When you have a newborn baby, your home life descends into temporary chaos. There’s crying and messes and strange liquids everywhere, plus doctor appointments, grocery store runs, and endless laundry. And that’s not all: new moms need lots of support and ample time to recover.
But since Americans keep prioritizing EXTREME PRODUCTIVITY and individualism over everything else, most working parents don’t have time to get their lives in order. We’re expected to get back to the grind right away.
Don’t like it? Too bad. Stick that baby in a daycare, choke down a few painkillers, slap on a fake smile, and numb your way through the whole mess. You’ll see the kid on the weekends. It’s the American way!
Truth be told…the American way is fucked. This is what really happens when you go back to work so soon:
- You’re a distracted, tired employee who’s running on fumes and whose mind is elsewhere.
- You’re fighting with your partner because you’re overwhelmed trying to balance too much at once.
- You’re missing precious time with your new child. At this early age they change every 20 minutes. You want to be there for that, and they need you to be there.
I know these things from experience. I had no parental leave when my daughter was born 7 years ago. I took a couple weeks of vacation and went back to work, leaving my wife alone with an especially feisty newborn. We slogged through it, but we suffered the fallout for a long time after that.
And I still had it relatively easy! At least I had some paid vacation time to use, and we could afford to have my wife stay home. Lower income families don’t have those options. If you’re earning hourly wages and living paycheck to paycheck, think you’ll skip getting paid when you suddenly have another person to care for?
These days, I’m so fortunate to work for a forward-thinking company with a generous parental leave policy. When my son was born in April, I was given 6 weeks of paid time off—a rare benefit for a father in the U.S.
Having that time allowed me to relax and focus entirely on my family. Being dad was my full-time job when it was needed most. I could do all the laundry, calm the crying, and help my wife get rest.
I missed about a month of work, and everything kept on running without me. We put a couple of my projects on hold. It was fine.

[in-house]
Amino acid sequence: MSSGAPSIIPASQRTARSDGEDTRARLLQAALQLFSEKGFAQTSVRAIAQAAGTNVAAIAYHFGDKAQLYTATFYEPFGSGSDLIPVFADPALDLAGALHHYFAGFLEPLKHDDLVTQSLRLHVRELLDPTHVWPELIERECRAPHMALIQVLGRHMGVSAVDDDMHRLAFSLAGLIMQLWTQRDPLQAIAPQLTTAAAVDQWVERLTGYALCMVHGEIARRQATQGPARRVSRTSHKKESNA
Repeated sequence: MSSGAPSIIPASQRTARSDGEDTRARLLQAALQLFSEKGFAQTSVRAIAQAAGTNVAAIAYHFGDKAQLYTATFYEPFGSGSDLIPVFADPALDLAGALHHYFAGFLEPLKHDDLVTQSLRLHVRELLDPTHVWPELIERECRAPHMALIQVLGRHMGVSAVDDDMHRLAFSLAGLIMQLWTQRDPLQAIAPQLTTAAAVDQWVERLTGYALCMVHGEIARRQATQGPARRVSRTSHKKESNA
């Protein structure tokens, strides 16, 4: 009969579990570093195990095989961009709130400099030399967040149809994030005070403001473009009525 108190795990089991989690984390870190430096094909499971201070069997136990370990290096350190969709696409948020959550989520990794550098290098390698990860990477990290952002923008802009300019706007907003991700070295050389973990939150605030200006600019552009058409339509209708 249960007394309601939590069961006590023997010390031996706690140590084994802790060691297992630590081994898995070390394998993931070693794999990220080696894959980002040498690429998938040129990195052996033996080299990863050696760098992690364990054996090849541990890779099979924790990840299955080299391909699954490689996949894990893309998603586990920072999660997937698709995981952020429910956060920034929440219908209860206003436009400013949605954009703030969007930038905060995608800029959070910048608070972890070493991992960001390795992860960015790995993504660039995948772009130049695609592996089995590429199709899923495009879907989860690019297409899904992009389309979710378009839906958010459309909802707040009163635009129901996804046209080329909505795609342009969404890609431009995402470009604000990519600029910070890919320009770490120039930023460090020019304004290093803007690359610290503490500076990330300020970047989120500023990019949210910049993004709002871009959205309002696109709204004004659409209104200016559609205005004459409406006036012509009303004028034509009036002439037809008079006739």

Basecamp paid me my usual salary, but even more than that, they gave me a priceless gift: dedicated time with my new son. That experience endeared me to the company more than just about anything else they could do. In return, I came back to work feeling enthusiastic instead of worn out and stressed.
Now, of course paid leave is wonderful for an employee, but how about for a business? Why should a company pay workers not to work? It’s already expensive to pay for health insurance and other employee benefits.
That’s a fair argument, but forcing zombified employees back to work doesn’t make their problems magically go away. It just causes extra stress and burnout. That results in higher turnover. And turnover is even more expensive! Research shows many businesses save money overall with a paid family leave policy due to reduced turnover rates.
Whether a national solution for parental leave in the U.S. involves a cultural shift, government action, private sector changes, or some combination of all three, I hope I’ve helped shine a little light on the truth.
If you’re an American worker, look for jobs that have supportive family policies. (They’re hard to find right now, but they do exist.)
It’s worth the effort. You won’t remember yet another month you spent at work, but you’ll never forget the beginning of your child’s life.
And if you care about this issue like I do, keep talking about it! Call your representatives. Talk to your boss. Let’s help change it for everyone and make this post obsolete.
Basecamp is an amazing company with great benefits. We don’t hire new people all that often, but sometimes we do—keep an eye out! Give me a holler here or on Twitter if you have any thoughts about this.